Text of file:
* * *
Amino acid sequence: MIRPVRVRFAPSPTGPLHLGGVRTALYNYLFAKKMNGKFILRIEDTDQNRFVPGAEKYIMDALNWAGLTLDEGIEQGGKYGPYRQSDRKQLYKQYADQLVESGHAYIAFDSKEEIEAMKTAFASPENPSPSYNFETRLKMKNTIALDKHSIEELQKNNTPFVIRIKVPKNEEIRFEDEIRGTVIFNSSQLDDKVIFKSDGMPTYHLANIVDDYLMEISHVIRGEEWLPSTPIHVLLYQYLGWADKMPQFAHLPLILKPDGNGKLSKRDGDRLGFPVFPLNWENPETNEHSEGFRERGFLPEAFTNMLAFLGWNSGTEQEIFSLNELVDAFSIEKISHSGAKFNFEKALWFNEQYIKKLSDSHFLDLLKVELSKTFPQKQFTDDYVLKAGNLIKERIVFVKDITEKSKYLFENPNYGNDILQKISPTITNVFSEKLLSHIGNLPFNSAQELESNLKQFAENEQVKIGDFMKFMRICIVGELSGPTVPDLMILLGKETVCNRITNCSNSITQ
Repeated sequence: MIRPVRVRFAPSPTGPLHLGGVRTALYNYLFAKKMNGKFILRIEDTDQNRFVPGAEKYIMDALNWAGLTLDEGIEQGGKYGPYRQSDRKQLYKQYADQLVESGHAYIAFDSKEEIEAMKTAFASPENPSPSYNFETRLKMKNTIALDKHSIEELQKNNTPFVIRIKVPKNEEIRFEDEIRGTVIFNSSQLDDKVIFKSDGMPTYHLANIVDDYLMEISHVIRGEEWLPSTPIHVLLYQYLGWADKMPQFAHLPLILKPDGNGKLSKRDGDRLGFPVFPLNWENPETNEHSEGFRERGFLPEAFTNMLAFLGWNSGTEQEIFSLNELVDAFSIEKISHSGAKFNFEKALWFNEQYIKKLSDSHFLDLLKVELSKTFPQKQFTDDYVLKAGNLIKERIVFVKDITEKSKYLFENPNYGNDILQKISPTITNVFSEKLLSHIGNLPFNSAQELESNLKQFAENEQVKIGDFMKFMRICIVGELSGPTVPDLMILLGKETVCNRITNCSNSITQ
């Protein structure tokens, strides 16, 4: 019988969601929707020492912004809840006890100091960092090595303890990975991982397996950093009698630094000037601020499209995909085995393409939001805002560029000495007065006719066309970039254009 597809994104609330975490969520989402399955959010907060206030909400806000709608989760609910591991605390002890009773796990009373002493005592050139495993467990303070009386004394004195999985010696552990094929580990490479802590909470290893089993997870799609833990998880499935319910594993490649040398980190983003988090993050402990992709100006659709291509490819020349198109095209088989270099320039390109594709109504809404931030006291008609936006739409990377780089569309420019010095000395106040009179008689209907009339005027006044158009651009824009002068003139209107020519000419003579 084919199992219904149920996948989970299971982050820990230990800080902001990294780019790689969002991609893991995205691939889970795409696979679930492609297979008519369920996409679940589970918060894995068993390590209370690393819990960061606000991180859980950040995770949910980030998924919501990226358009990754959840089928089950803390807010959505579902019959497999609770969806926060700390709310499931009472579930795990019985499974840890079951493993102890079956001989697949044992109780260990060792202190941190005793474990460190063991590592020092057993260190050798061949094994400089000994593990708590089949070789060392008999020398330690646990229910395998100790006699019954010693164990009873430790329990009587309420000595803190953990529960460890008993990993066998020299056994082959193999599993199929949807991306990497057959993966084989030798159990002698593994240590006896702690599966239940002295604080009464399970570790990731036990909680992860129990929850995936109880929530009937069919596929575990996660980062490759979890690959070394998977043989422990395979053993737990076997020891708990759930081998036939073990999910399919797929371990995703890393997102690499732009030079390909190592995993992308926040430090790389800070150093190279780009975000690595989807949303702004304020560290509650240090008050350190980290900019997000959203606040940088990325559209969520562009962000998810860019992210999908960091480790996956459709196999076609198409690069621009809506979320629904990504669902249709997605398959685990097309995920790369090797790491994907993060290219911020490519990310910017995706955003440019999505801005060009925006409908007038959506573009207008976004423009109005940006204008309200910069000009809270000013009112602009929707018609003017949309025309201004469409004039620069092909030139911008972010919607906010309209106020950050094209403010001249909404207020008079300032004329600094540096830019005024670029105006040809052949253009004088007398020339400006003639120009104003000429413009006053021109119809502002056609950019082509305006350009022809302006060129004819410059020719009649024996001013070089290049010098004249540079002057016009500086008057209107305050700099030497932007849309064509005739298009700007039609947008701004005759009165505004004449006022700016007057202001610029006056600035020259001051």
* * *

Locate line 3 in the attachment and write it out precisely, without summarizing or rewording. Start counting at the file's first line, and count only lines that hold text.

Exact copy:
């Protein structure tokens, strides 16, 4: 019988969601929707020492912004809840006890100091960092090595303890990975991982397996950093009698630094000037601020499209995909085995393409939001805002560029000495007065006719066309970039254009 597809994104609330975490969520989402399955959010907060206030909400806000709608989760609910591991605390002890009773796990009373002493005592050139495993467990303070009386004394004195999985010696552990094929580990490479802590909470290893089993997870799609833990998880499935319910594993490649040398980190983003988090993050402990992709100006659709291509490819020349198109095209088989270099320039390109594709109504809404931030006291008609936006739409990377780089569309420019010095000395106040009179008689209907009339005027006044158009651009824009002068003139209107020519000419003579 084919199992219904149920996948989970299971982050820990230990800080902001990294780019790689969002991609893991995205691939889970795409696979679930492609297979008519369920996409679940589970918060894995068993390590209370690393819990960061606000991180859980950040995770949910980030998924919501990226358009990754959840089928089950803390807010959505579902019959497999609770969806926060700390709310499931009472579930795990019985499974840890079951493993102890079956001989697949044992109780260990060792202190941190005793474990460190063991590592020092057993260190050798061949094994400089000994593990708590089949070789060392008999020398330690646990229910395998100790006699019954010693164990009873430790329990009587309420000595803190953990529960460890008993990993066998020299056994082959193999599993199929949807991306990497057959993966084989030798159990002698593994240590006896702690599966239940002295604080009464399970570790990731036990909680992860129990929850995936109880929530009937069919596929575990996660980062490759979890690959070394998977043989422990395979053993737990076997020891708990759930081998036939073990999910399919797929371990995703890393997102690499732009030079390909190592995993992308926040430090790389800070150093190279780009975000690595989807949303702004304020560290509650240090008050350190980290900019997000959203606040940088990325559209969520562009962000998810860019992210999908960091480790996956459709196999076609198409690069621009809506979320629904990504669902249709997605398959685990097309995920790369090797790491994907993060290219911020490519990310910017995706955003440019999505801005060009925006409908007038959506573009207008976004423009109005940006204008309200910069000009809270000013009112602009929707018609003017949309025309201004469409004039620069092909030139911008972010919607906010309209106020950050094209403010001249909404207020008079300032004329600094540096830019005024670029105006040809052949253009004088007398020339400006003639120009104003000429413009006053021109119809502002056609950019082509305006350009022809302006060129004819410059020719009649024996001013070089290049010098004249540079002057016009500086008057209107305050700099030497932007849309064509005739298009700007039609947008701004005759009165505004004449006022700016007057202001610029006056600035020259001051």